The fly-back period is when the heads are being sent back to cylinder 0 in preparation for playing back messages during the next one-second base cycle. A fly-back period of 39 ms has been allowed in this illustrative embodiment and during this period, controller 204 will do preprocessing work which will sort the latest requests for playback along with playback orders that were not completed as the heads were returning to cylinder 0 so that these requests can be satisfied during the next base cycle of operation.
The fly-back operations are set forth in the flow chart of FIG. 6 and the first task is to call a subroutine named SEEK. This subroutine is initiated by placing the desired cylinder number (0 in this case) in a register causing the reading heads in disc unit 205 to move to that cylinder. As a result of executing box 601, controller 204 calls the preprocessing subroutine called PREPRO to process new requests for playback and set up one segment of new or ongoing audio messages for each buffer into the HALF and ONE SECOND FORWARD tables. These tables are sorted by the PREPRO and SORT subroutines, which will be described later, to achieve a straight line seek of the reading heads as they move toward the center of the discs.
After executing the preprocessing subroutine PREPRO, a return to the fly-back operation shown in FIG. 6 causes the peripheral interface controller 204 to do input and output order execution until 4 ms are left (See boxes 603-606). From the 4 ms point to the end of the cycle, the processor will ascertain if the heads are on cylinder 0 and then wait until the time slot interchange register/counter 217 reads 0 indicating that a full-time frame has been read out and the system is ready for the next frame. When this occurs, the processor is once again ready to begin processing requests from the beginning of the base cycle.
The preprocessing subroutine PREPRO is executed prior to the beginning of each one-second base cycle period. Data is moved from the PLAYBACK INPUT QUEUE into the THREAD table. The THREAD table holds up to 32 announcement numbers for buffers 0-23 and two announcement numbers for buffers 24-31. Buffers 24-30 are only filled when the data store is out-of-service. While in service, the audio data in buffers 24-30 is played out autonomously by the hardware repeatedly. Buffer 31 is used for maintenance purposes. The NEXT ADDRESS table is updated with the appropriate data depending on the entries in the THREAD table and the BUFFER STATUS table and disc data entries are placed in temporary HALF-SECOND and ONE SECOND tables.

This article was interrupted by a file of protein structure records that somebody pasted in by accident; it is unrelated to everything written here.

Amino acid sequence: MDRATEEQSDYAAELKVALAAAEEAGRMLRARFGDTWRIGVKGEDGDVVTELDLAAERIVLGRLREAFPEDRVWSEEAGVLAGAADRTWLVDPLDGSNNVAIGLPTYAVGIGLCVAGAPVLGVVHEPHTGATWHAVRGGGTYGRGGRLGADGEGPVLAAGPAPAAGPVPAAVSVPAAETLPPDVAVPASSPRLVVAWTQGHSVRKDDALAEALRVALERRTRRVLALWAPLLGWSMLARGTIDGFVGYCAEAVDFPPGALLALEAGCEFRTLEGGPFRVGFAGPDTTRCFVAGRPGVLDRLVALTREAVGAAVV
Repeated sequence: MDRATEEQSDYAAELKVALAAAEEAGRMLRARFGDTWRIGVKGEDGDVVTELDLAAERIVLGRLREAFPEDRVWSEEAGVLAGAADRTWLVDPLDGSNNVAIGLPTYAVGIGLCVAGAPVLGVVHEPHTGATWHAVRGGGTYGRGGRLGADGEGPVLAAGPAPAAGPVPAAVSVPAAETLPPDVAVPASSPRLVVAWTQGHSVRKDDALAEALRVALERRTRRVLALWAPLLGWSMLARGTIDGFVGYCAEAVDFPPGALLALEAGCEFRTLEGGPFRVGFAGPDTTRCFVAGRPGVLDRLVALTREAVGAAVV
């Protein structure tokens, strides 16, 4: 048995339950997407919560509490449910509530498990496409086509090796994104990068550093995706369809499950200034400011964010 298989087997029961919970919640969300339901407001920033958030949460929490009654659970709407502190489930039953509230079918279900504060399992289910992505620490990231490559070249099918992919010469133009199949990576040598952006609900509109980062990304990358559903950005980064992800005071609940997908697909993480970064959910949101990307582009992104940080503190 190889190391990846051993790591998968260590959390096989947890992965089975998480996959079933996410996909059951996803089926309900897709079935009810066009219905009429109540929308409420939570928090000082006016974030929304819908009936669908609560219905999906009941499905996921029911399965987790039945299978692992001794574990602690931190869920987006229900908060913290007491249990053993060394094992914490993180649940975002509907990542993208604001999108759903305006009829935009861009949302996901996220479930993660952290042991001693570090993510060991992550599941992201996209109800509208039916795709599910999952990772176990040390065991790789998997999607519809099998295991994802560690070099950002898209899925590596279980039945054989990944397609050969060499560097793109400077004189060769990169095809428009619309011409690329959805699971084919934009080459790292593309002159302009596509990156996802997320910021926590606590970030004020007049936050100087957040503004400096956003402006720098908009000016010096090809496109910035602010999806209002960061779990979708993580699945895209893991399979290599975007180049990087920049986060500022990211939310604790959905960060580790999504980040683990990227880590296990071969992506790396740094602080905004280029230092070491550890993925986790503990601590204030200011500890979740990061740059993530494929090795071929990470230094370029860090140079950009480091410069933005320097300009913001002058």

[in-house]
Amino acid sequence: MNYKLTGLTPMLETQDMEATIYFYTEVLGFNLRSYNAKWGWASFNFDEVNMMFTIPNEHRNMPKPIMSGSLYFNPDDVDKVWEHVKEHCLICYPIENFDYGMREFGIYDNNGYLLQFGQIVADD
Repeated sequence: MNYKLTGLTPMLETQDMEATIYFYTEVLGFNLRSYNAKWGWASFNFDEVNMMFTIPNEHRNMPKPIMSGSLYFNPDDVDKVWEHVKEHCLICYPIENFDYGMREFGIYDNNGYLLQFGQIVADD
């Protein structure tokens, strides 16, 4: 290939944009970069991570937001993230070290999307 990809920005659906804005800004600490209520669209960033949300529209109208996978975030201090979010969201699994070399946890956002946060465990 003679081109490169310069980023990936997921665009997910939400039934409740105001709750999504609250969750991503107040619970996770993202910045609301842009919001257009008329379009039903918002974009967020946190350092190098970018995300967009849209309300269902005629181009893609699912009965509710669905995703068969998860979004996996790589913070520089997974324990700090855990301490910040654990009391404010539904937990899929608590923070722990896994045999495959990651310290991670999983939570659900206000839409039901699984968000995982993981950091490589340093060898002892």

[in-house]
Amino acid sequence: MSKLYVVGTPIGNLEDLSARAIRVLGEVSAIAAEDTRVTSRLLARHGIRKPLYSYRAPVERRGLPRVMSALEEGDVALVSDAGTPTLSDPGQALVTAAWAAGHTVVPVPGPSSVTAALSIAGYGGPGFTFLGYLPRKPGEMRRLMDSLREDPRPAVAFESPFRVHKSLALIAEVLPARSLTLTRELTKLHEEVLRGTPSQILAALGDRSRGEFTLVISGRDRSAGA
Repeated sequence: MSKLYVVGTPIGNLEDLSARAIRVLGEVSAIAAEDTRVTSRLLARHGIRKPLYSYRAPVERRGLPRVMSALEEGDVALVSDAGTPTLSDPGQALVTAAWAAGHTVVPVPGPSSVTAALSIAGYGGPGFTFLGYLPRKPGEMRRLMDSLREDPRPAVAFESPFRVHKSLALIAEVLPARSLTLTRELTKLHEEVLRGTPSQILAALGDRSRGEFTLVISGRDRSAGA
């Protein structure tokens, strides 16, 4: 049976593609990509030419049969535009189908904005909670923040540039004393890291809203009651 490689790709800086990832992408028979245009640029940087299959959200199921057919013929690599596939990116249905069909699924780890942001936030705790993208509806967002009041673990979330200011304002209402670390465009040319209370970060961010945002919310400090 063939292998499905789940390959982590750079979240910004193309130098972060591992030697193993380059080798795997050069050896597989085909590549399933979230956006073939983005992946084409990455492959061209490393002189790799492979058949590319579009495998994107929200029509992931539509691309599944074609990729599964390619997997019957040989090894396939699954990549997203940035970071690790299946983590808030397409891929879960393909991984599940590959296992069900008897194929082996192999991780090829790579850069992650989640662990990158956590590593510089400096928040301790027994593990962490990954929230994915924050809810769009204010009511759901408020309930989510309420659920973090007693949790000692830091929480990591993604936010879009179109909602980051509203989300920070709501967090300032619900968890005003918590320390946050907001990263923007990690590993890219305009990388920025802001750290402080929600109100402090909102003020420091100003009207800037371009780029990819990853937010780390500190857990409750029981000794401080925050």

These temporary tables are sorted and then placed in the actual RAM table assignments for use by other routines that will be executed during the one-second base cycle. The processing of record work is done before the FORWARD tables are sorted so that record work can be done during playback jobs.
The preprocessing subroutine PREPRO is shown in FIGS. 7-10. When the routine is entered, the PLAYBACK INPUT QUEUE is examined to ascertain if there are any new requests for playback. The PLAYBACK INPUT QUEUE holds a 15 bit announcement number plus a flag for indicating half-second announcements. Thirty-two word locations are assigned for each of the 24 playback buffers.
The status of the playback buffer is checked and if the playback buffer is already in a playback state, controller 204 assures that the concatenation flag is set or repeat flag is reset by executing decision box 704 and then moves the announcement number to the THREAD table.
If the playback buffer had been idle, the announcement number is moved to an empty THREAD table and the playback buffer state is changed as shown in boxes 702 and 714. A decision (box 706) is now made to determine if the new request is for a half-second announcement or a one-second announcement. If the announcement is a one-second announcement, the next link address is obtained from the LINK VECTOR table and written into the NEXT ADDRESS table. If, however, the order is for a half-second announcement, the peripheral interface controller 204 gets the disc address from the LINK table and writes the disc address into the NEXT ADDRESS table. Peripheral interface controller 204 loops through this sequence of operations until all new playback orders have been serviced as indicated by the execution of the YES branch of box 711. At this point, the NEXT ADDRESS table will contain the new work just entered and work that had been set up during the previous base cycle.
After all new orders have been processed, the balance of preprocessing subroutine is executed to combine the new work and the ongoing work to set up the temporary FORWARD tables in the RAM of controller 204. It will be recalled that the FORWARD tables contain the addresses of the disc segments to be placed in the playback buffers during the next one-second base cycle interval.
Peripheral interface controller 204 now examines the BUFFER STATUS table to ascertain the status of the first active playback buffer as described by boxes 800-803. When the various buffers are checked, those that are found to be in the final second of playback are reset to an idle state (box 804). If a buffer state indicates that playback buffer has been filled for the last time, peripheral interface controller 204 must report this status back to NSC processor 101 as described in boxes 805 and 806 and set the buffer to a final playback state.